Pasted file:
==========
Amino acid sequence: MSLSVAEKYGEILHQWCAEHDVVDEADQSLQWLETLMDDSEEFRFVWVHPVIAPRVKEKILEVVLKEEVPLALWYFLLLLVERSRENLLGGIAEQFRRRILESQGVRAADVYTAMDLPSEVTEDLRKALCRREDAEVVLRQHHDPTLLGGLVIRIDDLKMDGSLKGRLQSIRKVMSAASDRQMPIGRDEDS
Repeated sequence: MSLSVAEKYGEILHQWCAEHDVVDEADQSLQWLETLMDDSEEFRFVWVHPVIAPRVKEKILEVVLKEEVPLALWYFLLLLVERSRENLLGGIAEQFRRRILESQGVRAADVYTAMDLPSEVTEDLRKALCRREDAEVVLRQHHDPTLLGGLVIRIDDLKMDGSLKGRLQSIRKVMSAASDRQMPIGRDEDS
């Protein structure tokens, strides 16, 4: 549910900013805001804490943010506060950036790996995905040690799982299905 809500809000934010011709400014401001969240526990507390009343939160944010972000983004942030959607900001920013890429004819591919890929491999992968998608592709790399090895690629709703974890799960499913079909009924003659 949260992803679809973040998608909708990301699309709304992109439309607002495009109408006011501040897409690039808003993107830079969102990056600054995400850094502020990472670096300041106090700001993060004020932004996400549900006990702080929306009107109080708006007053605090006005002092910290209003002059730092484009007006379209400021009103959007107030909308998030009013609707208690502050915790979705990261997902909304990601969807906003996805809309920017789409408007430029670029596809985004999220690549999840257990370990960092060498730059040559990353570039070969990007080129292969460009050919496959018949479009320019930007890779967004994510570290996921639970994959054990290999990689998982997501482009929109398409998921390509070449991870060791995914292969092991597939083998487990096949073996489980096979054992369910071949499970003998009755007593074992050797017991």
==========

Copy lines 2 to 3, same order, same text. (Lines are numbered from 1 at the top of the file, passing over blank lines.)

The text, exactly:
Repeated sequence: MSLSVAEKYGEILHQWCAEHDVVDEADQSLQWLETLMDDSEEFRFVWVHPVIAPRVKEKILEVVLKEEVPLALWYFLLLLVERSRENLLGGIAEQFRRRILESQGVRAADVYTAMDLPSEVTEDLRKALCRREDAEVVLRQHHDPTLLGGLVIRIDDLKMDGSLKGRLQSIRKVMSAASDRQMPIGRDEDS
């Protein structure tokens, strides 16, 4: 549910900013805001804490943010506060950036790996995905040690799982299905 809500809000934010011709400014401001969240526990507390009343939160944010972000983004942030959607900001920013890429004819591919890929491999992968998608592709790399090895690629709703974890799960499913079909009924003659 949260992803679809973040998608909708990301699309709304992109439309607002495009109408006011501040897409690039808003993107830079969102990056600054995400850094502020990472670096300041106090700001993060004020932004996400549900006990702080929306009107109080708006007053605090006005002092910290209003002059730092484009007006379209400021009103959007107030909308998030009013609707208690502050915790979705990261997902909304990601969807906003996805809309920017789409408007430029670029596809985004999220690549999840257990370990960092060498730059040559990353570039070969990007080129292969460009050919496959018949479009320019930007890779967004994510570290996921639970994959054990290999990689998982997501482009929109398409998921390509070449991870060791995914292969092991597939083998487990096949073996489980096979054992369910071949499970003998009755007593074992050797017991």